Extreme Chassis Black (PN 11175Z), Chevrolet Orange (PN
10016Z) and Stainless Steel High-Temperature Coating (PN
611.30) The first two steps in the
injector testing process at RC Engineering are 1)
ultrasonic cleaning (not shown) and flow testing, which
RC Engineering's John Park is doing here. Image: CHpg
We sent our fuel
injectors to RC Engineering cleaning and testing. In
tuning our mod'ed V6, we'll start with 19 lb/hr., stock
injectors but, if it needs more fuel than they can
provide; we'll step-up to RC's 21.5 lb/hr. units. After
RC's test, we stuck the injectors back in the fuel rail
and reinstalled it.
The third step is testing the
injector on a different test bench to analyze the
injector's flow pattern. Image: CHpg Staff.
We got the ignition
system up on the bench to install MSD Blaster Two-Tower
Coil Packs (PN 8224) for the GM "waste-spark",
distributorless ignition systems used on 3800s. The MSDs
put out up to 40kV which, when they're used in an
inductive ignition application like the THRS V6, is only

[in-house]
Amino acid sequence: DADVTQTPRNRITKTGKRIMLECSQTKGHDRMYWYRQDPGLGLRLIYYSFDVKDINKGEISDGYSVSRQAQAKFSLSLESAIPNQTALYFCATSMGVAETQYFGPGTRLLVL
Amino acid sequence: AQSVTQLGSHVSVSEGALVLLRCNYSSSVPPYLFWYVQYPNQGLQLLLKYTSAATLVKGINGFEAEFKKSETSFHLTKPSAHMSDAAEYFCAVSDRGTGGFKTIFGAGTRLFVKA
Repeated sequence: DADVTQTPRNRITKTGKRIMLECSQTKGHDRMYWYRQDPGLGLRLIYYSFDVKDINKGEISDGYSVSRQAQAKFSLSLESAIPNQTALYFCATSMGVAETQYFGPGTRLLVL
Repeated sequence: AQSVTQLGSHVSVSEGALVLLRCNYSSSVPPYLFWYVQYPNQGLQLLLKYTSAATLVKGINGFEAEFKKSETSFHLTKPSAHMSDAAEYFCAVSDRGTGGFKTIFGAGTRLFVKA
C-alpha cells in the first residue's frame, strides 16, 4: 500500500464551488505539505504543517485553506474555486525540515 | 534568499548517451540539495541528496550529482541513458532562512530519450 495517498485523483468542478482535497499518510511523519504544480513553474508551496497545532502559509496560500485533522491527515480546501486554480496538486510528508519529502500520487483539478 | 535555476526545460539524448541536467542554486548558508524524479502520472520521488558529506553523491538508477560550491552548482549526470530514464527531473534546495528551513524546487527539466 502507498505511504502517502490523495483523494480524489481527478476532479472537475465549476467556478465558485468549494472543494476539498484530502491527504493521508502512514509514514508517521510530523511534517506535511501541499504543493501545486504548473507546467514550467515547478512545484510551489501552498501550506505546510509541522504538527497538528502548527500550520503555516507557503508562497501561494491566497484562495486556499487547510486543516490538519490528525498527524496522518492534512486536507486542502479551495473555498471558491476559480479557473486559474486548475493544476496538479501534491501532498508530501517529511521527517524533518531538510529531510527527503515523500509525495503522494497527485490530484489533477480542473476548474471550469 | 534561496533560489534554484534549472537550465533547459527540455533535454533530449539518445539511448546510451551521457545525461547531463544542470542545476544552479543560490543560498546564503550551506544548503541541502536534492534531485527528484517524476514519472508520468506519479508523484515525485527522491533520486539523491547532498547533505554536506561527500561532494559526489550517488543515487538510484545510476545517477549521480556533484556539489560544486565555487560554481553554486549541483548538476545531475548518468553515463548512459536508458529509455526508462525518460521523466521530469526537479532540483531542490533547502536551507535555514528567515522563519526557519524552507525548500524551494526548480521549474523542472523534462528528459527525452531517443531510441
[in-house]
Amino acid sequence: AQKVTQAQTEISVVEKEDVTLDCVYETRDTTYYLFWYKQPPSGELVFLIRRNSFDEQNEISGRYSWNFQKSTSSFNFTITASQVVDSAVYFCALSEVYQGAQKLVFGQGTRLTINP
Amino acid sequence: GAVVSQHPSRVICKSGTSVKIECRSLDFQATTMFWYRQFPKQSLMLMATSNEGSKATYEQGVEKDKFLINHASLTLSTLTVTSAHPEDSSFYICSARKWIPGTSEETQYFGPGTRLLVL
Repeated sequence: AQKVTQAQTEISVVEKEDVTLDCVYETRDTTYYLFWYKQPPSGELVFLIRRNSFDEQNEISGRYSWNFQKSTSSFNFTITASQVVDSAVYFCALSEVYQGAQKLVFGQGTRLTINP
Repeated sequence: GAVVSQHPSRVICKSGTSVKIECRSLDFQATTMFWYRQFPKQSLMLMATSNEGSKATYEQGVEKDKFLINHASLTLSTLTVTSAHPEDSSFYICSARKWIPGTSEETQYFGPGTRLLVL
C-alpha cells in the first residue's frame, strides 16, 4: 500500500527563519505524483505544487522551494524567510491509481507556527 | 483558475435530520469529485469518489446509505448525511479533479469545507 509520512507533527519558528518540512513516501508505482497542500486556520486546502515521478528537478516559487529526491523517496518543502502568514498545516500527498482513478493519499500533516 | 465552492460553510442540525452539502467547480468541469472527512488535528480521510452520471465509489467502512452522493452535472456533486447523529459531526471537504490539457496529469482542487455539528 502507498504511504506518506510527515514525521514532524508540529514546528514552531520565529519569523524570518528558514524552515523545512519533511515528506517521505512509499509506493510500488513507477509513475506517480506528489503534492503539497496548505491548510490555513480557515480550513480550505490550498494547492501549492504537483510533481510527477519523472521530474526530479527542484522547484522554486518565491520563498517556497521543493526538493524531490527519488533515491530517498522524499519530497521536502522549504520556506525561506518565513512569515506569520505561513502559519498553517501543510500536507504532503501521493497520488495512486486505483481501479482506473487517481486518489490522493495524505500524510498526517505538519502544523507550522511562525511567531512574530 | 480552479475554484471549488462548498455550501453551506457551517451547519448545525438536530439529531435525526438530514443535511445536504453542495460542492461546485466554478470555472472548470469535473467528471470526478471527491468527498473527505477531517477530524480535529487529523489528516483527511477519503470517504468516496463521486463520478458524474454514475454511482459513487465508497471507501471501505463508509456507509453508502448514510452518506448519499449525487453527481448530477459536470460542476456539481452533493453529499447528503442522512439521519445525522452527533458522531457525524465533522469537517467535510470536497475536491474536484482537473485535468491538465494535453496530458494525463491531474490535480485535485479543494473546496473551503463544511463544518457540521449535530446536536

slightly more than the OE coils. Where the Blasters are
an advantage is during high-load operation at engine
speeds beyond where the stock coils normally operate.
Our project's engine is soon to get a rev limit higher
than stock and future mods, such as nitrous oxide
injection, will put a higher load on the ignition.
Better materials, such as higher-quality copper wire,
and more robust construction means the MSDs will be more
reliable when the combination of higher rpm and higher
ignition loads typical of a modified engine are present.
These coils, along with MSD Super Conductor plug wires
installed previously, give us a performance margin we
Our ignition mods are: a set of
MSD coils, which are capable of higher spark output, and
a set of MSD Superconductor plug wires. Image: CHpg
Image: MSD Ignition ( Click Image for
Larger View )
Superconductor 8.5-mm spark plug
wire was originally devised for use on racing engines in
cars with 2-way radios. It has a low resistance per unit
length--typically 50 ohms per foot--but a high level of
ignition noise suppression.
Image: MSD Ignition.
We installed a fresh
set of Denso Iridium Power IT20 spark plugs. We've used
the IT-20 since the beginning of the Camaro
Performers magazine version of this project in 2005
and always have had good results. It is a heat range
colder than stock and its iridium tip is more durable
but has less resistance than platinum. Its small, 0.4-mm
center electrode and tapered ground electrode give the